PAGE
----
Tuesday, 17 June 2014

"Aussie" slang? Do we really

talk "like that"?

With some amusement I read a list of Australian slang terms being provided by the organisers of an international conference in my home city.
Yes, some of the people coming will not speak English as their first language so perhaps these are necessary, or are they?
The list started with "G'day" and yes, some people use it but they are equally likely to say "hello". "G'day mate" is not likely to be used to be used except to a friend - and probably between men who work in trades. I don't know anyone who uses the term in a general way.
Then there was, "How ya goin?" - "How are you?" Mmm - some might use this but "How's things?" and "How's ya doin' " might also be used. All of them will be used by younger people. Most older people conference participants will mix with will ask, "How are you?"
Then there was "dunny" - the toilet, the bathroom (for Americans) or just "the loo". Any of the latter are more likely than the former.
Women are not usually referred to as "sheila" or "sheilas" and, although you might hear "he's a good sort of bloke" it is just as likely to be "he's a nice sort of chap" or a "good man".
Children are not usually referred to as "ankle biters" either - even toddlers - but it was on the list.
There was "Aussie salute" - for waving flies away. I have never heard that used although I have heard of it.
"Make a blue" is used to refer to making a mistake and yes, I do hear that occasionally.
"Bob's your uncle" is translated as "here you go" which is not how I would put it. I would suggest it was more "that's sorted out" in relation to action taken which is about to be taken.
"Dinkum" or "fair dinkum" - true. Yes, that is sometimes used but not as often as people think.
Then there is "dummy spit" or, more likely, "spit the dummy" - said to be when someone gets very upset - or perhaps when an adult behaves like a child having a tantrum.
We do talk about giving someone a "fair go" - a chance but it is an opportunity on reasonable terms.
"Have a lend" is translated as taking advantage of someone and there may be people who use it like that but I have heard it as meaning to borrow something (usually on unfair terms).
"Pull your head in" does mean "mind your own business". If said as "Pull your woolly head in" though it means "you haven't got the right idea so stop talking about it" - and it is usually meant in a joking sort of way.
"Shoot through" as in "I have to shoot through" means "leave" but it is not as common as it once was. "I have to go" is much more likely.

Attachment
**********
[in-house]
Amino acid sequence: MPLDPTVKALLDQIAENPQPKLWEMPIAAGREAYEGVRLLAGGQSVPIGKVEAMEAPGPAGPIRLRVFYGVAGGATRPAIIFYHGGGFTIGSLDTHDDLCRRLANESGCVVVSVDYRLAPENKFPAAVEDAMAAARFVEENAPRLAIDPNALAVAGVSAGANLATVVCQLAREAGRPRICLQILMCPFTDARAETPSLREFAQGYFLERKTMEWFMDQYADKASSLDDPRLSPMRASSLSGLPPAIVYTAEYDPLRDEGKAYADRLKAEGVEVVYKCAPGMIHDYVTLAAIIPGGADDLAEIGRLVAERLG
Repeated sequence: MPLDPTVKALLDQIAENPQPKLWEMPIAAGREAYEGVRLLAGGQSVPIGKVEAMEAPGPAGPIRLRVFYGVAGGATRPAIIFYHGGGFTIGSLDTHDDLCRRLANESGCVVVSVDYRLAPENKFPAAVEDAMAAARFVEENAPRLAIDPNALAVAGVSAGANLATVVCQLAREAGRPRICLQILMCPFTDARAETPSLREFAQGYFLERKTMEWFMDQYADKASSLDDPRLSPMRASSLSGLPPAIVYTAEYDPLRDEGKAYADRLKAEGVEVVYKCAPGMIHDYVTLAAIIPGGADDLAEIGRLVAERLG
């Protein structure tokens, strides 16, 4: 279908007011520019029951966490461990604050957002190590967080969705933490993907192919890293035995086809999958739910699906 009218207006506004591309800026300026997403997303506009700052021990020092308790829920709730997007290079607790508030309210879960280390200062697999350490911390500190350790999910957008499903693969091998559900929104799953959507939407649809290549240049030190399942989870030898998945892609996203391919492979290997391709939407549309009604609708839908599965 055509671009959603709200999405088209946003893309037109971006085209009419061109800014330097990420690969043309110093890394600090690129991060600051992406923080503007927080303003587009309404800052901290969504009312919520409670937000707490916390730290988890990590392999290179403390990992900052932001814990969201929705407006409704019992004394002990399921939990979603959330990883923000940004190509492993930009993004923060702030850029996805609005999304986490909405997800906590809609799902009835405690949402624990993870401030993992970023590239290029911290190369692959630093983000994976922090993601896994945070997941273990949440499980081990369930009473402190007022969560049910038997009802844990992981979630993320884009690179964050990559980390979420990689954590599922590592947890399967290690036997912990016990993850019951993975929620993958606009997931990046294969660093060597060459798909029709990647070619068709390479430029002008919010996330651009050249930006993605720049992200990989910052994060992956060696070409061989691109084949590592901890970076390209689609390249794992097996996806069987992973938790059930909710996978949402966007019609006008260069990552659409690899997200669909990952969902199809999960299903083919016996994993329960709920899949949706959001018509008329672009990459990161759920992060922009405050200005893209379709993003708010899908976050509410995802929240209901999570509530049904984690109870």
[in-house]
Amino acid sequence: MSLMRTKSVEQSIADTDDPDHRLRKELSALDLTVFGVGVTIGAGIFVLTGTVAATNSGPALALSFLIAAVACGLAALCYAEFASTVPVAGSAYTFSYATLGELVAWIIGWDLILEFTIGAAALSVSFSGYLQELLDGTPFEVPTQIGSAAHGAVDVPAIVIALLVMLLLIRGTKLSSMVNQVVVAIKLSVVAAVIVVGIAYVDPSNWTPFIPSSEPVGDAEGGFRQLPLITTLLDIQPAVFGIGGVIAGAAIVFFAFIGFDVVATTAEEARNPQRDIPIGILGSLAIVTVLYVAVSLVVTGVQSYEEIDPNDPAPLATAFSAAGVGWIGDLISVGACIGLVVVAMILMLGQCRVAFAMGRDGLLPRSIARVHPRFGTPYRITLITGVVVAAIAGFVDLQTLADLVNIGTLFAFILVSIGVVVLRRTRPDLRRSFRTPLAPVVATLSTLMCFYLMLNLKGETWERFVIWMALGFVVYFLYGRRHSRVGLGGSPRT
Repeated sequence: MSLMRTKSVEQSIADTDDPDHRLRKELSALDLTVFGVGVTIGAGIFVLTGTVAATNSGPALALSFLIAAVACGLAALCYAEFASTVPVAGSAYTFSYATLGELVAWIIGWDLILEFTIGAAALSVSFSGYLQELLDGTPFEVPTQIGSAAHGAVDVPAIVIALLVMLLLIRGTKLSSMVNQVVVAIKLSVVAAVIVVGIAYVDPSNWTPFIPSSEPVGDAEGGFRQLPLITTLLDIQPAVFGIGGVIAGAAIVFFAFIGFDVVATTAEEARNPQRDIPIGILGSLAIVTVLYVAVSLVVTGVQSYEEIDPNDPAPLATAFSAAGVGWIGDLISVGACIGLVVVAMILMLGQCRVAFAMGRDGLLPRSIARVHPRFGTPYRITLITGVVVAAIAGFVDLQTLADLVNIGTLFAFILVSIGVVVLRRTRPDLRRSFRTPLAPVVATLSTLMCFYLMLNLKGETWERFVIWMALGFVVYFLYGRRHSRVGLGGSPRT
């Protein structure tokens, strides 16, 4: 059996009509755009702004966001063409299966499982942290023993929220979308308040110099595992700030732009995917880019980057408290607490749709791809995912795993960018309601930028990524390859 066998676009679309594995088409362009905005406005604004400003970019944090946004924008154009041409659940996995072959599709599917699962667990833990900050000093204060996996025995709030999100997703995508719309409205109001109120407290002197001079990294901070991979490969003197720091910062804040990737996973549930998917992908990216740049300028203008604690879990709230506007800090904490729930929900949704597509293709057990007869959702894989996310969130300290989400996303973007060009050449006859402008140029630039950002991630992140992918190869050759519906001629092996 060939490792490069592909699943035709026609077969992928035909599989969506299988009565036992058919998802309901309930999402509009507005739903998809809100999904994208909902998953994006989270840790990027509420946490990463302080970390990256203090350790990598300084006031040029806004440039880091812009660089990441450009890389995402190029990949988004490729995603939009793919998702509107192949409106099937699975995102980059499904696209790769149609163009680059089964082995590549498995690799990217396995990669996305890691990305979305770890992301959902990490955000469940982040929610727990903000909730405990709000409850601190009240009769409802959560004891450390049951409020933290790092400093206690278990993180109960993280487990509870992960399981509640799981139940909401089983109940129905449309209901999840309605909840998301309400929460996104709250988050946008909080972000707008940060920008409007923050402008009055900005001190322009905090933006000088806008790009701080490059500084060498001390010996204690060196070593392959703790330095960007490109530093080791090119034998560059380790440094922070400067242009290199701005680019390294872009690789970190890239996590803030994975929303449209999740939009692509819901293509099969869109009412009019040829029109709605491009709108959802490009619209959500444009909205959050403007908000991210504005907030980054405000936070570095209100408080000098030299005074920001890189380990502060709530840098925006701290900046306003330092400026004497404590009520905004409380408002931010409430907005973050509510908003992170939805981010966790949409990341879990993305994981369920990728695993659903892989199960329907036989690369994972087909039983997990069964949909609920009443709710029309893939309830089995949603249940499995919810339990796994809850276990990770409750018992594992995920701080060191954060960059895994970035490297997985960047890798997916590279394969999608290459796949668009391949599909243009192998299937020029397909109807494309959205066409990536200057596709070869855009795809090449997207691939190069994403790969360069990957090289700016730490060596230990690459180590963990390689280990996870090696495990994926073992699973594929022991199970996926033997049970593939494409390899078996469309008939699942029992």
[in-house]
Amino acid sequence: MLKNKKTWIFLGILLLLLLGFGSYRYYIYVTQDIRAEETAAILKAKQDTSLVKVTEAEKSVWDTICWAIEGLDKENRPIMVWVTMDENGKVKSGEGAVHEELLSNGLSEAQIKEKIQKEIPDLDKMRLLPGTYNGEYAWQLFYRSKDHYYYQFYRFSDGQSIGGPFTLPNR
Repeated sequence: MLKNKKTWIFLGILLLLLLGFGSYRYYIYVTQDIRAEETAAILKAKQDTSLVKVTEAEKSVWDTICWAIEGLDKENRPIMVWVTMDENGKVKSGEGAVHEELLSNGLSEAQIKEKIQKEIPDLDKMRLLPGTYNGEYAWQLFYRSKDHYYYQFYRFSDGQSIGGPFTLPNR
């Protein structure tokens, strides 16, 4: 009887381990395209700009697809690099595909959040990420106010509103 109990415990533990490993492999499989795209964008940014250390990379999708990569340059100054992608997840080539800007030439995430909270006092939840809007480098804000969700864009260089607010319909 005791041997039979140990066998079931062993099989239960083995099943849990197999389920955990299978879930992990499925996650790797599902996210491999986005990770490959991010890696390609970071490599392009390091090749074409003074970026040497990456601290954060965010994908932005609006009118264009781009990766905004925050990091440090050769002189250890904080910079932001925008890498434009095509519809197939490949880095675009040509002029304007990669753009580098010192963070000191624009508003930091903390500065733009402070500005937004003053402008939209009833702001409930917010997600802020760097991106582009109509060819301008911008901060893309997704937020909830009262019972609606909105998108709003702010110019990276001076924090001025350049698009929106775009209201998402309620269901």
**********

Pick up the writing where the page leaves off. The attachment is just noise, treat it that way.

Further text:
And then there was "ute" - a utility vehicle. The "ute" is mostly a farm vehicle with a cabin that seats two and an open tray at the back which can carry anything and everything from the dogs to farm equipment, a load of hay or a motorbike. Yes, that is used.
"Bring a plate" is also used. It means "bring a plate of food to share at a communal meal". This is a particularly common way of catering for an event in the country but it also occurs in the city.
"Smoko" is less common than it used to be. It is not widely used in the city but is still used in some places in "the bush". Smoko was once the cigarette break for shearers - at which they also ate morning or afternoon tea.
And, they were not on the list but yes "the bush" - that part of rural Australia which is not considered "the outback". The bush is more densely populated and there are more trees. There are farms rather than cattle or sheep stations or they will be areas of national park. There is a term sometimes used "no use beating about/around the bush" - which can mean persisting with something that is a waste of time.
And, something unique to this state - a "stobie pole" - the poles used to carry utility lines above ground. They are cement and steel structures designed by a man called "Stobie" to overcome the problem with white ants.
I suspect however that most of the terms on the list will not be used but the Americans who come will be more confused by what we refer to as the "boot" of the car  and they refer to as "the trunk" and the difference between "biscuit" (a scone here) and "cookie" (a biscuit here).
Little differences in language can be far more confusing than slang.

2 comments:

jeanfromcornwall said...

I have just formulated a theory that these slang words and phrases are often used in scripts for dramas - inserted to indicate that the particular character is Australian, without the need for any further back story.
Anyway, "stop beating about the bush" could just as well come about from English driven-game hunting.

virtualquilter said...

I find that overseas visitors love hearing some of our slang, even if they don't know what it means. I can remember saying G'day to an English lady and barely survived the bear hug I got. I usually translate if I use a slang phrase if I get a questioning look from anybody, which can even include city people visiting country areas!